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Tornadoes are one of the most powerful and violent weather phenomena. Although the details of tornado formation are still being researched, there are a few general steps to their formation.

Most tornadoes develop from supercell, which are storms that are characterized by strong rotating updrafts.

A supercell develops because of wind shear in the atmosphere, which is wind moving different speeds at different heights.

Wall clouds develop as supercell rapidly moist air into the storm. If a tornado forms, this is where it would occur. If air converges rapidly beneath the wall cloud, the rotation narrows and spins faster and faster, just like ice skaters spin faster when their arms are drawn in.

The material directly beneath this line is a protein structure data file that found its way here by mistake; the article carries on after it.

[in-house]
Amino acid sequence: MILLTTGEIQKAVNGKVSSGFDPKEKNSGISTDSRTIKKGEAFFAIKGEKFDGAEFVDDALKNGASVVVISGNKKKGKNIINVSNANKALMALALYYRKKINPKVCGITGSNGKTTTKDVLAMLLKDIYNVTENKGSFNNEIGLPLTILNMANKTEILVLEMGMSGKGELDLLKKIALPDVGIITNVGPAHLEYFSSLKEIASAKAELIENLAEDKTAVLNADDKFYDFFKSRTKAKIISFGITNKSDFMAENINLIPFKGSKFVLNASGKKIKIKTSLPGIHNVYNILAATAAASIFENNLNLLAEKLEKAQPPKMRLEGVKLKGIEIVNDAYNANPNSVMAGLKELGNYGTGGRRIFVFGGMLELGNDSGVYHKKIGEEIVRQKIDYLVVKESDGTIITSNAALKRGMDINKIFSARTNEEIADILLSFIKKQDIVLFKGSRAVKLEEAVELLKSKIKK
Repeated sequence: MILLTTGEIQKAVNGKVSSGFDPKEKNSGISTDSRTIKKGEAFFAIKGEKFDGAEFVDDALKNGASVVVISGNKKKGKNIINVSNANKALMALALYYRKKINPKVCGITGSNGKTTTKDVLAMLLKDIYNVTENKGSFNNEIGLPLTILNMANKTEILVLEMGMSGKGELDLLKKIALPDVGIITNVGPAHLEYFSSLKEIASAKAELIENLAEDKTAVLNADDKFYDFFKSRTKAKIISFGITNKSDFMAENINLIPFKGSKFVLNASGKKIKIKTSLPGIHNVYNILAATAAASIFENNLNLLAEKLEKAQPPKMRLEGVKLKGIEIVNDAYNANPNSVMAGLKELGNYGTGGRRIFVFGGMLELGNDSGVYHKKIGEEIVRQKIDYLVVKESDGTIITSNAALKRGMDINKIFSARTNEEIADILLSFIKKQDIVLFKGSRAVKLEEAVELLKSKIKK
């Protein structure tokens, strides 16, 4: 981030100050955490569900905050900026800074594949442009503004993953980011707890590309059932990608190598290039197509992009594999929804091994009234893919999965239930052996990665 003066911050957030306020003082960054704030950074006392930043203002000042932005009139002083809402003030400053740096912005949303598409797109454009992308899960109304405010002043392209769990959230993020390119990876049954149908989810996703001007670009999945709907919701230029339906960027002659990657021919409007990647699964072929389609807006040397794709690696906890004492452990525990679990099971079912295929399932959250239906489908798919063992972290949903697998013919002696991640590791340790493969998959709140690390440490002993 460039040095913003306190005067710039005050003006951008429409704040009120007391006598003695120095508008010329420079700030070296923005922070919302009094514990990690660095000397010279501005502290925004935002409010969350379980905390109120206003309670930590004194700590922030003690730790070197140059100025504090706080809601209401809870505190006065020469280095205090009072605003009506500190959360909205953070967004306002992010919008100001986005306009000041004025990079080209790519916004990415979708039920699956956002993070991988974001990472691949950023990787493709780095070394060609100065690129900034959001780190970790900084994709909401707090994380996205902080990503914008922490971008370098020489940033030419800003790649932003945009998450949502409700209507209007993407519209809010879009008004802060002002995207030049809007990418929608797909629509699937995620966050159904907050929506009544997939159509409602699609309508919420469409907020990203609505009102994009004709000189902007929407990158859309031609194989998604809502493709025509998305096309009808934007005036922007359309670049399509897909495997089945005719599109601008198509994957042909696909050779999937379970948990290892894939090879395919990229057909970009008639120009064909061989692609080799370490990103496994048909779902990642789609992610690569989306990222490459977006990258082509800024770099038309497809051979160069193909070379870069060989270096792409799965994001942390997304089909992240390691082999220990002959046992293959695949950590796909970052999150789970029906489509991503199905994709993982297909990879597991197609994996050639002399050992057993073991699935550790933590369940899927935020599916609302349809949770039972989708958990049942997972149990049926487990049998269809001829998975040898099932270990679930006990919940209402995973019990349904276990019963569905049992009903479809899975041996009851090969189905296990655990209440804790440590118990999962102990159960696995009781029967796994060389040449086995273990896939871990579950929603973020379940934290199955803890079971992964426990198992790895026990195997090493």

When this rotation extends from the ground to the cloud, a tornado has formed. However, not all supercell produce tornadoes, because just the right conditions are needed at the surface.

When a Tornado Warning is issued for your area, seek shelter immediately.

A cluster of thunderstorms associated with a cold front that marched across Nebraska overnight finally reached the Lincoln area on Friday morning.

The storms prompted a severe thunderstorm warning for portions of Lancaster, Seward, Butler and Saunders counties through 9:30 a.m. A wind gust of 52 mph was reported northwest of Lincoln and shingles were reported blown off a building near Davey.

A severe thunderstorm watch for Lancaster County was allowed to expire at 11 a.m., but counties in Southeast Nebraska remained in a watch through Friday afternoon.

Storms with large hail and high winds were reported before noon in Pawnee and Nemaha counties.

The storms dropped heavy rain in some areas, prompting a flood advisory in Lancaster County. The Lincoln Airport reported 1.6 inches of rain between 10 a.m. and 11 a.m.

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